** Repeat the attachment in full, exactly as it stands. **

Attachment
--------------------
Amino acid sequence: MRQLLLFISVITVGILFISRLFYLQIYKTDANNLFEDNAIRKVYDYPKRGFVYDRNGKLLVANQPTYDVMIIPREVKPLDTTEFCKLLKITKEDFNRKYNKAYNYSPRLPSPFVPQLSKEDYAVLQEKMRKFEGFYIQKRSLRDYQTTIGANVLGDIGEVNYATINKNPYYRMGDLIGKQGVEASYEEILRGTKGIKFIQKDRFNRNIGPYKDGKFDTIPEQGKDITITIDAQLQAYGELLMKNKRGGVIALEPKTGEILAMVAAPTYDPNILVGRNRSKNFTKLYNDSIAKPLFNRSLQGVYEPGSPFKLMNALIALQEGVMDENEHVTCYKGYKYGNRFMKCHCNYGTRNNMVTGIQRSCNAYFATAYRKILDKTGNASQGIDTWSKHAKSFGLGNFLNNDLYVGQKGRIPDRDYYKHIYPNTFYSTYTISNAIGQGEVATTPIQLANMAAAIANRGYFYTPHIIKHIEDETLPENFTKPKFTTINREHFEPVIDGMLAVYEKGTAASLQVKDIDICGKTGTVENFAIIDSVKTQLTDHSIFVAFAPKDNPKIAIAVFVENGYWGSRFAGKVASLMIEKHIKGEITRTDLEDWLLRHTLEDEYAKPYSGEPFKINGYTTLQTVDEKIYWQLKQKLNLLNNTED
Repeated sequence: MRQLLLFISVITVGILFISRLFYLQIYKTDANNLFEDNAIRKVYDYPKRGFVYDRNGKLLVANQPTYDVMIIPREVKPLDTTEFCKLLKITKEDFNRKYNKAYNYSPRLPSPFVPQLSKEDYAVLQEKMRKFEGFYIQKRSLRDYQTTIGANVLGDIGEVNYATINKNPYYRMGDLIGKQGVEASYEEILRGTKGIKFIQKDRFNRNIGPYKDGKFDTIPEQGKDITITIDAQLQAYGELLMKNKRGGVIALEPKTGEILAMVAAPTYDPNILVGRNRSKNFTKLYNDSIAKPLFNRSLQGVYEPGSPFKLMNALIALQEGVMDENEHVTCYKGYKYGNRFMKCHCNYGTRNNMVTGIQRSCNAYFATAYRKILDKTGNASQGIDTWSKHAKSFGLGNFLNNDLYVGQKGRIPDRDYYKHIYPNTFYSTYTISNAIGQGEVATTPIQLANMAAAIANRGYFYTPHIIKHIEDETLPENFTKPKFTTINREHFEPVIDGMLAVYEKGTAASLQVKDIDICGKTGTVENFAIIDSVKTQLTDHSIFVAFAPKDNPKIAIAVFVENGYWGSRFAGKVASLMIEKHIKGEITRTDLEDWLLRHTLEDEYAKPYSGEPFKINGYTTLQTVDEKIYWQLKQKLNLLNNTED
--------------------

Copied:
Amino acid sequence: MRQLLLFISVITVGILFISRLFYLQIYKTDANNLFEDNAIRKVYDYPKRGFVYDRNGKLLVANQPTYDVMIIPREVKPLDTTEFCKLLKITKEDFNRKYNKAYNYSPRLPSPFVPQLSKEDYAVLQEKMRKFEGFYIQKRSLRDYQTTIGANVLGDIGEVNYATINKNPYYRMGDLIGKQGVEASYEEILRGTKGIKFIQKDRFNRNIGPYKDGKFDTIPEQGKDITITIDAQLQAYGELLMKNKRGGVIALEPKTGEILAMVAAPTYDPNILVGRNRSKNFTKLYNDSIAKPLFNRSLQGVYEPGSPFKLMNALIALQEGVMDENEHVTCYKGYKYGNRFMKCHCNYGTRNNMVTGIQRSCNAYFATAYRKILDKTGNASQGIDTWSKHAKSFGLGNFLNNDLYVGQKGRIPDRDYYKHIYPNTFYSTYTISNAIGQGEVATTPIQLANMAAAIANRGYFYTPHIIKHIEDETLPENFTKPKFTTINREHFEPVIDGMLAVYEKGTAASLQVKDIDICGKTGTVENFAIIDSVKTQLTDHSIFVAFAPKDNPKIAIAVFVENGYWGSRFAGKVASLMIEKHIKGEITRTDLEDWLLRHTLEDEYAKPYSGEPFKINGYTTLQTVDEKIYWQLKQKLNLLNNTED
Repeated sequence: MRQLLLFISVITVGILFISRLFYLQIYKTDANNLFEDNAIRKVYDYPKRGFVYDRNGKLLVANQPTYDVMIIPREVKPLDTTEFCKLLKITKEDFNRKYNKAYNYSPRLPSPFVPQLSKEDYAVLQEKMRKFEGFYIQKRSLRDYQTTIGANVLGDIGEVNYATINKNPYYRMGDLIGKQGVEASYEEILRGTKGIKFIQKDRFNRNIGPYKDGKFDTIPEQGKDITITIDAQLQAYGELLMKNKRGGVIALEPKTGEILAMVAAPTYDPNILVGRNRSKNFTKLYNDSIAKPLFNRSLQGVYEPGSPFKLMNALIALQEGVMDENEHVTCYKGYKYGNRFMKCHCNYGTRNNMVTGIQRSCNAYFATAYRKILDKTGNASQGIDTWSKHAKSFGLGNFLNNDLYVGQKGRIPDRDYYKHIYPNTFYSTYTISNAIGQGEVATTPIQLANMAAAIANRGYFYTPHIIKHIEDETLPENFTKPKFTTINREHFEPVIDGMLAVYEKGTAASLQVKDIDICGKTGTVENFAIIDSVKTQLTDHSIFVAFAPKDNPKIAIAVFVENGYWGSRFAGKVASLMIEKHIKGEITRTDLEDWLLRHTLEDEYAKPYSGEPFKINGYTTLQTVDEKIYWQLKQKLNLLNNTED